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Benson v. True

United States District Court, S.D. Illinois

September 19, 2017

AARON BENSON, No. 23591-045, Petitioner,
v.
B. TRUE, Respondent.

          MEMORANDUM AND ORDER

          JUDGE HERNDON UNITED STATES DISTRICT JUDGE

         Petitioner, currently incarcerated in the USP-Marion, brings this habeas corpus action pursuant to 28 U.S.C. § 2241 to challenge the constitutionality of his confinement. He asserts that in light of Mathis v. United States, -- U.S. --, 136 S.Ct. 2243, 2250 (2016), he should not have been subject to the career-offender enhancement under the United States Sentencing Guidelines (“USSG”) based on a prior controlled substance conviction and a prior conviction for assault in the 2nd degree. (Doc. 1, pp. 7-8).

         This case is now before the Court for a preliminary review of the Petition pursuant to Rule 4 of the Rules Governing Section 2254 Cases in United States District Courts. Rule 4 provides that upon preliminary consideration by the district court judge, “[i]f it plainly appears from the petition and any attached exhibits that the petitioner is not entitled to relief in the district court, the judge must dismiss the petition and direct the clerk to notify the petitioner.” Rule 1(b) of those Rules gives this Court the authority to apply the rules to other habeas corpus cases, such as this action under 28 U.S.C. § 2241. Without commenting on the merits of Petitioner's claims, the Court concludes that the Petition survives preliminary review under Rule 4 and Rule 1(b), and a response shall be ordered.

         Background

         Petitioner pled guilty on November 20, 2012, in the Western District of Missouri to distribution of 5 grams or more of actual methamphetamine, in violation of 21 U.S.C. §§ 841(a)(1) and (b)(1)(B). (Doc. 1, p. 1); United States v. Benson, Case No. 11-cr-201-GAF. That offense carried a minimum sentence of 5 years and a maximum of 40 years imprisonment. (Doc. 1, p. 7). In exchange for his guilty plea, 3 other counts were dismissed. The plea agreement provided that the government and Petitioner would request a sentence of 140 months. (Doc. 144 in criminal case). The parties agreed that under USSG § 2D1.1, Petitioner's base offense level was 26 for the conviction, and he would be entitled to a 3-level reduction pursuant to § 3E1.1(b). (Doc. 144, p. 6 crim.). The agreement also reflects the parties' expectation that Petitioner would be classified as a “career offender” under USSG § 4B1.1, however, there was no agreement on his criminal history category. Id. The plea deal provided that the court would determine the applicable criminal history category following review of the presentence investigation report. Id.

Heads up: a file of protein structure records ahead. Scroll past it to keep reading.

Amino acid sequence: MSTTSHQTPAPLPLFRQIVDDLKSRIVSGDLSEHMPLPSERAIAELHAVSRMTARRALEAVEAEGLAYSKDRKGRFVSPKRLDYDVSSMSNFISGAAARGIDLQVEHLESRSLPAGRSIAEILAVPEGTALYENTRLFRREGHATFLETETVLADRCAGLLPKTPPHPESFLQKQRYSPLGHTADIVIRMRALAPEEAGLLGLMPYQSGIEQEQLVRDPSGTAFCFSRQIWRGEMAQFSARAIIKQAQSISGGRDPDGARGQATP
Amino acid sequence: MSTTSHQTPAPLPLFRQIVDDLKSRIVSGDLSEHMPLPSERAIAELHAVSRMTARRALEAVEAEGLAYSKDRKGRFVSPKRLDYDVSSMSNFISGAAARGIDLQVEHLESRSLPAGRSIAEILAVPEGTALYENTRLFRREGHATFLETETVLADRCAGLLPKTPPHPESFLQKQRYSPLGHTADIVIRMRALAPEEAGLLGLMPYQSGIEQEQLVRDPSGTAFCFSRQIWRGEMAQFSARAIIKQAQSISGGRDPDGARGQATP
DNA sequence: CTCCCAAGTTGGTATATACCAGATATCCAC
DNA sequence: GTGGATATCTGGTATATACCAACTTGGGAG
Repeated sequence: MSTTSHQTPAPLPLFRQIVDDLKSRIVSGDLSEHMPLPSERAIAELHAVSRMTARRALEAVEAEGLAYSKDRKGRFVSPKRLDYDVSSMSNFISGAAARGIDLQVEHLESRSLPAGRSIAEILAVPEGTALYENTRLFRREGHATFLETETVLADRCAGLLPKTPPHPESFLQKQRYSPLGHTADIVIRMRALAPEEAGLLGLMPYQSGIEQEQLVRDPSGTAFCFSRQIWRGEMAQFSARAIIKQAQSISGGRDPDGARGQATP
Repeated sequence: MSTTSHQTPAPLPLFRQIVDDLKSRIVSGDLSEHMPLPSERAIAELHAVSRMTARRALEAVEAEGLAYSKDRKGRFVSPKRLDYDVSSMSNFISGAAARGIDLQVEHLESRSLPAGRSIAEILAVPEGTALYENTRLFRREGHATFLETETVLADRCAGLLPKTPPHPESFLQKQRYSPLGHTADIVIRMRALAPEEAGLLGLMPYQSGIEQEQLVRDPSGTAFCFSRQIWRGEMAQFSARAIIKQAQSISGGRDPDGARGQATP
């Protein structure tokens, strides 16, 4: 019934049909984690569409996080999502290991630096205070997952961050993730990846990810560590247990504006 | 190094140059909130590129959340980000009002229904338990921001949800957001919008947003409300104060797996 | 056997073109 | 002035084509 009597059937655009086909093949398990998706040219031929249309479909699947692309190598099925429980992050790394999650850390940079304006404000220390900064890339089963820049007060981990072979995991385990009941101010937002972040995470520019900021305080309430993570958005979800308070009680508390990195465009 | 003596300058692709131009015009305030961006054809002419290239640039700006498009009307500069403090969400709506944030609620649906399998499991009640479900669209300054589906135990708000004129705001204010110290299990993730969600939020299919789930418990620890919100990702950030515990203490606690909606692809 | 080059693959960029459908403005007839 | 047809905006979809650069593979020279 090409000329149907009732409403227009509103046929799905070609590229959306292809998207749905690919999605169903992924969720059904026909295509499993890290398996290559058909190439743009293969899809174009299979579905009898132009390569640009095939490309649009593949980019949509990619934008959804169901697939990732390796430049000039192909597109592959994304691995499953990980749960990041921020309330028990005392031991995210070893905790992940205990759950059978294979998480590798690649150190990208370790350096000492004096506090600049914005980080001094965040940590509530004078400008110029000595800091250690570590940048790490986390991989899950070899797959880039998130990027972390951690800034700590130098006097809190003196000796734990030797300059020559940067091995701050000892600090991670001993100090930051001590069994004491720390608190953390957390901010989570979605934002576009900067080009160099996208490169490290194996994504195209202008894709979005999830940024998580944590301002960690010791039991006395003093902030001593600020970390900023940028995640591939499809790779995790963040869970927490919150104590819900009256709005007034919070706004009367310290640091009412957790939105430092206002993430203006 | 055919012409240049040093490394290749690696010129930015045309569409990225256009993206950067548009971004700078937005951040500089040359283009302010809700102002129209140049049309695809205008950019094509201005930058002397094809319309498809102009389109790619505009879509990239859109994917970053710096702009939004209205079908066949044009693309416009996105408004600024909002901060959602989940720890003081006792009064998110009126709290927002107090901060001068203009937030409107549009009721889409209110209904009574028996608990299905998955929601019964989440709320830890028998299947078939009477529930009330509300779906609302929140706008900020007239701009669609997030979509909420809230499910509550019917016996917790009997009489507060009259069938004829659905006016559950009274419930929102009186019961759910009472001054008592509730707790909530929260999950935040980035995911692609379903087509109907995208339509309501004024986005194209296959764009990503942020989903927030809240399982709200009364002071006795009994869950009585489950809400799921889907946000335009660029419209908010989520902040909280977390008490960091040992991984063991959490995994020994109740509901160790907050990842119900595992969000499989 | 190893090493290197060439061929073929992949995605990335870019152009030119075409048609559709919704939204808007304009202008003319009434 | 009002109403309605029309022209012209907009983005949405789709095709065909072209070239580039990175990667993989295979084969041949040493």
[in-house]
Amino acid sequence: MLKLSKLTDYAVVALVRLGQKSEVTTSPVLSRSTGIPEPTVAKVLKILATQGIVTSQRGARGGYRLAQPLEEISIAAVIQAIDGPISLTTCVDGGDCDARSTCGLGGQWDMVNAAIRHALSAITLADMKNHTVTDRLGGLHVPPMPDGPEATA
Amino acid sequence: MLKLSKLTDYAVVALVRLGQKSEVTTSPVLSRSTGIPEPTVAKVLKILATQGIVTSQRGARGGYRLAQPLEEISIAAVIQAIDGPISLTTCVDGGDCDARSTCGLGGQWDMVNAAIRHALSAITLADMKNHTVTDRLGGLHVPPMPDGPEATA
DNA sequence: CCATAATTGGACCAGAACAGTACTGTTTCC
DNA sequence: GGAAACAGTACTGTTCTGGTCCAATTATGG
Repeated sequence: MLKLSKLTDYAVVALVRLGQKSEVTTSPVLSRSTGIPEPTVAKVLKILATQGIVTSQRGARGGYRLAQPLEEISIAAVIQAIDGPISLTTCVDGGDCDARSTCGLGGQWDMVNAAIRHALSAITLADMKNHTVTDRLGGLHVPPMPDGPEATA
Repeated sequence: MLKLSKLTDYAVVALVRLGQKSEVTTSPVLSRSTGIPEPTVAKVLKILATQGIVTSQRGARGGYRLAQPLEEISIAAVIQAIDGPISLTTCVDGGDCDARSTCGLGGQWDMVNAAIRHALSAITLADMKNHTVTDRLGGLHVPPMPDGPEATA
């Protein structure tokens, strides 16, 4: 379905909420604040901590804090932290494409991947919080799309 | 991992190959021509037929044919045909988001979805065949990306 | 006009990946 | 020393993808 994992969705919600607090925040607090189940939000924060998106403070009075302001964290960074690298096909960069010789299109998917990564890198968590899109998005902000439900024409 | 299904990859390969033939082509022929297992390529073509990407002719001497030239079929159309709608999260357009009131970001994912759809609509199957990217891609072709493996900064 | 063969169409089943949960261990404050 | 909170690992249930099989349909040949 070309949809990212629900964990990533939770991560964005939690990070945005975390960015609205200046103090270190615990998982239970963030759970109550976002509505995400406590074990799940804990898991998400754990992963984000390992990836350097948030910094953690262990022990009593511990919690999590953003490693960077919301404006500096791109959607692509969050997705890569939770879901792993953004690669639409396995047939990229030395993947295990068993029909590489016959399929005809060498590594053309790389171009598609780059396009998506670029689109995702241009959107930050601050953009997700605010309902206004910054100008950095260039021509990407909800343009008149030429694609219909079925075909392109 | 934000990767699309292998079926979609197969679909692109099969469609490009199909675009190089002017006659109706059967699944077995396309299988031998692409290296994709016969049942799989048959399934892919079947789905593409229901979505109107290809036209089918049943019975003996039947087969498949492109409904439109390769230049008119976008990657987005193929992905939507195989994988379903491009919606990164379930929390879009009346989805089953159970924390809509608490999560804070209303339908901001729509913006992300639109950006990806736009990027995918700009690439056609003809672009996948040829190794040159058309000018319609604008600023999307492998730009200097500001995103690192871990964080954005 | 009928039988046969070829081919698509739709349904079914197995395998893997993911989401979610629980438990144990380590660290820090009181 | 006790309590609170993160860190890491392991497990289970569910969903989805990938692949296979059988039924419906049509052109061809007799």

The plea agreement contained a waiver of Petitioner's appellate and post-conviction rights. (Doc. 144, p. 9, crim.). This included a waiver of “the right to appeal any sentence, directly or collaterally, on any ground except claims of (1) ineffective assistance of counsel; (2) prosecutorial misconduct; or (3) an illegal sentence. An ‘illegal sentence' includes a sentence imposed in excess of the agreed sentence herein” of 140 months imprisonment. Id.

         At Petitioner's sentencing on April 30, 2013, the court determined that his criminal history category was VI, and found that he was a career criminal under the guidelines. (Doc. 199, pp. 7-9; Doc. 232, p. 2, crim.). His offense level was adjusted from 34 down to 31 for his acceptance of responsibility, yielding a guideline sentencing range of 188 to 235 months. (Doc. 199, p. 9; Doc. 232, p. 2, crim.). Despite this guideline range, the court accepted the plea agreement and sentenced Petitioner to the agreed-upon 140 months. Id.

         Petitioner appealed, arguing that his plea was involuntary and his trial counsel was ineffective. (Doc. 215-1 crim.). On February 13, 2014, the Eighth Circuit concluded that the appeal waiver in the plea agreement should be enforced, and dismissed the appeal. Id.; United States v. Benson, 553 F.App'x 660 (8th Cir. 2014).